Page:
Of course, deep rooted elements of selection persisted, some Tory governed local authorities retained the eleven plus and grammar schools, but a broad movement for the common school and the raising of the school leaving age opened up education, and higher education, for a wider strata of working class and middle class children and most especially girls.
It is worth remembering that Margaret Thatcher’s government ended grammar school status for more schools than any other government.
The bedrock of progress has always been local government where a measure of democratic accountability and effective teacher trade unionism was allied to more far sighted and rational trends, most deeply entrenched in Labour but with a substantial cross party support.
If all politics is essentially local, education politics is most deeply felt at local level. Survey after survey shows that the great majority of parents want a good local school for their children.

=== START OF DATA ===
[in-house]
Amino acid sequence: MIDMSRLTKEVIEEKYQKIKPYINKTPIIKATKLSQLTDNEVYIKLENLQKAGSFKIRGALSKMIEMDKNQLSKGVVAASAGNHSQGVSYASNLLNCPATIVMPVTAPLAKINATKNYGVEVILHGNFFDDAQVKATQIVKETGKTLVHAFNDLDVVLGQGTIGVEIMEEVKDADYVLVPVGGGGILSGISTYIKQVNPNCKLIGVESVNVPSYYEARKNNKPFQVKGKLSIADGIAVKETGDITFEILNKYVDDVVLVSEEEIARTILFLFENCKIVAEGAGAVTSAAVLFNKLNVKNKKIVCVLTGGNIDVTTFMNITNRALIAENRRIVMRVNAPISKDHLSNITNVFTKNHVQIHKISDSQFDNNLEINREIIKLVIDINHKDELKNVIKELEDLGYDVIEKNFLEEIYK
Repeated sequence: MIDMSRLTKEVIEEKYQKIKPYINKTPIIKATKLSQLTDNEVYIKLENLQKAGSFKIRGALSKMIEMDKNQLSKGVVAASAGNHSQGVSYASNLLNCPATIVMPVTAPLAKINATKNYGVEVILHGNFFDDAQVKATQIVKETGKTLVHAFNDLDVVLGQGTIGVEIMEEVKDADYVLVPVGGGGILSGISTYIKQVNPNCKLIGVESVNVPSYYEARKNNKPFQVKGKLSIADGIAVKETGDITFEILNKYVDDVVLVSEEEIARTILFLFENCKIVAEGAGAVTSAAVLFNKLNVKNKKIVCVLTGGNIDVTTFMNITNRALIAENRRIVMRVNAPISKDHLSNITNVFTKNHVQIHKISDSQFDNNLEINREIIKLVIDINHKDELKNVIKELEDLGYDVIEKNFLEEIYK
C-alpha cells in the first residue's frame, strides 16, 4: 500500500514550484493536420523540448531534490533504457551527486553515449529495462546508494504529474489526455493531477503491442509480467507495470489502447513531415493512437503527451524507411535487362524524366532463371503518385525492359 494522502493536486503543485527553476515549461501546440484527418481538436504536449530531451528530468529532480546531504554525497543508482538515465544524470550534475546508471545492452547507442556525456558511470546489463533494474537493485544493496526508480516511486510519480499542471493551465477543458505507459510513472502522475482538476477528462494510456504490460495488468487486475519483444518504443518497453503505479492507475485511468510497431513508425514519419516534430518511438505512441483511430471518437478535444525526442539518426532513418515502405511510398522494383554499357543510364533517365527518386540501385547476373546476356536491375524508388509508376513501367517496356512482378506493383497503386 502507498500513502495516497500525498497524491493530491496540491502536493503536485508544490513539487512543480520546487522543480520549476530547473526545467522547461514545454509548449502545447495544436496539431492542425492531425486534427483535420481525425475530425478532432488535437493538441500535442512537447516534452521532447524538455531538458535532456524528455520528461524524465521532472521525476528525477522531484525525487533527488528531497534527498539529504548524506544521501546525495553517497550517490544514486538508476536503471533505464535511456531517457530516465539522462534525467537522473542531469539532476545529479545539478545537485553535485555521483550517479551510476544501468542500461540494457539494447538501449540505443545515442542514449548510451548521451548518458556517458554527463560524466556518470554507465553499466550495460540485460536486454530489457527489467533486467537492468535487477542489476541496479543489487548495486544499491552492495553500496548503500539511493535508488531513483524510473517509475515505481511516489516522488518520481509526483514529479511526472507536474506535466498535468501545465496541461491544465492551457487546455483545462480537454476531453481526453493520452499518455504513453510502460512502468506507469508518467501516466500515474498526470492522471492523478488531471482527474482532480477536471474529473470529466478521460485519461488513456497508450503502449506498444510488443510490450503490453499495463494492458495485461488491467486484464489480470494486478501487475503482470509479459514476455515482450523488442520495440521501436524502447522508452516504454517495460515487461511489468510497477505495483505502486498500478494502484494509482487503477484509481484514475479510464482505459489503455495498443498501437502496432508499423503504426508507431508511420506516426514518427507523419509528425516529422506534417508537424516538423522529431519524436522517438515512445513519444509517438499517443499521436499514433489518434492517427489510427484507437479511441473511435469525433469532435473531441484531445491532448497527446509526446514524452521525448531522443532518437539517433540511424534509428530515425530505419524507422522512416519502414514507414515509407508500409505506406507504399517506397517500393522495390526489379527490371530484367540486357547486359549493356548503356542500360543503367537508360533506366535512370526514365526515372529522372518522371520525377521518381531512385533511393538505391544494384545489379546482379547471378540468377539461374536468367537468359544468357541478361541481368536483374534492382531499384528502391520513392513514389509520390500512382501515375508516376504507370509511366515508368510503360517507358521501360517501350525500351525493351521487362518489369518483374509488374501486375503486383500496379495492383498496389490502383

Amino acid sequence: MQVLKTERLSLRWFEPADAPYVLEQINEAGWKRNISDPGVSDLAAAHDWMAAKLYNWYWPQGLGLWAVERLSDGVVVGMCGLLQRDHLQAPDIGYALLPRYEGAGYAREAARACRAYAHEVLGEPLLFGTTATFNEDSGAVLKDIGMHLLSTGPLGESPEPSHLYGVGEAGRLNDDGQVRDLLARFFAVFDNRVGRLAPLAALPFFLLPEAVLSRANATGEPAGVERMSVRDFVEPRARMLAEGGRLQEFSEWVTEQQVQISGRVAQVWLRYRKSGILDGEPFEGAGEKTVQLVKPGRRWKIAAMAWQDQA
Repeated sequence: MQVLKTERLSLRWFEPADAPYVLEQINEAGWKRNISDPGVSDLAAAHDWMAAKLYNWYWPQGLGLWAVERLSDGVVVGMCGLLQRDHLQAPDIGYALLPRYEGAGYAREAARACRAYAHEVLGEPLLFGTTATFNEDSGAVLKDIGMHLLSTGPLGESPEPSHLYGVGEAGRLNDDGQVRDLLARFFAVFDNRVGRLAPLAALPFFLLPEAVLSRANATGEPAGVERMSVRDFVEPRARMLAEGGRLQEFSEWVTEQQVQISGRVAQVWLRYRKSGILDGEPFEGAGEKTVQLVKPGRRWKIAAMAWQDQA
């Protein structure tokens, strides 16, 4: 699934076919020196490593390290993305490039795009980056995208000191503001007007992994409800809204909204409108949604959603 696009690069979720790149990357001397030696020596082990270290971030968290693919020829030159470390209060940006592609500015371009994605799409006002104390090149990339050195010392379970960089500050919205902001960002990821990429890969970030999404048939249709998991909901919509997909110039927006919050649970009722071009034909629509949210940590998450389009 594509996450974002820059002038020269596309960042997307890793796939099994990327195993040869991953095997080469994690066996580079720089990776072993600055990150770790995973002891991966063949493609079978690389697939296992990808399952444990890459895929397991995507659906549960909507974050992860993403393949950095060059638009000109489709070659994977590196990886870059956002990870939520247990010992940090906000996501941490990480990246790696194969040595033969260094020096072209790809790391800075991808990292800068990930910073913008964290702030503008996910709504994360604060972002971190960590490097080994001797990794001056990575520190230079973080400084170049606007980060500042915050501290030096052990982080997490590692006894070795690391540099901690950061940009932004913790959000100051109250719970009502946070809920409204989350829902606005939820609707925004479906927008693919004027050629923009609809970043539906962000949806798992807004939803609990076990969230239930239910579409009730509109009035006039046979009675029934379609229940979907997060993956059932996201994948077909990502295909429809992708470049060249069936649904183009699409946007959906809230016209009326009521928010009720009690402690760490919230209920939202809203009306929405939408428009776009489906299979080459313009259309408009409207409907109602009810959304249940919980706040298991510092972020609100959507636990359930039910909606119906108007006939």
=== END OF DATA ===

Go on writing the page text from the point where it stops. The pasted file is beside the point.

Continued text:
But in the past two decades one government after another has introduced policies which have worked against the democratic principle of the common school for all our children.
Firstly, selective schools have continued to exist in some places. In others more hidden forms of selection have persisted and even intensified with some schools, including faith schools becoming citadels of selection.
Michael Gove’s personal contribution has been to further fragment the school system. Each measure; academies building on the pernicious heritage of New Labour and the turncoat Adonis, so-called ‘free schools’ giving every right wing crank, religious nut and gung ho individualist the right to open a school without reference to local needs or good planning plus whim-of-the-moment curriculum changes has been deeply unsettling to people working in the school system
Of course, the overarching theme is always the imposition of ‘free market’ dogmas dressed up in notions of individual choice and initiative but invariably having the effect of further stratifying the school system to the advantage of those classes and strata who desire above all a measure of social exclusivity, a privileged education for their children and a barrier to their descent into a system that is increasingly underfunded and ever more differentiated. Selection by market mechanism.
Central to the Gove strategy has been an assault on local government so wide ranging in its disruptive effect that it has united Tory and Lib Dem councillors in criticism of their government’s polices.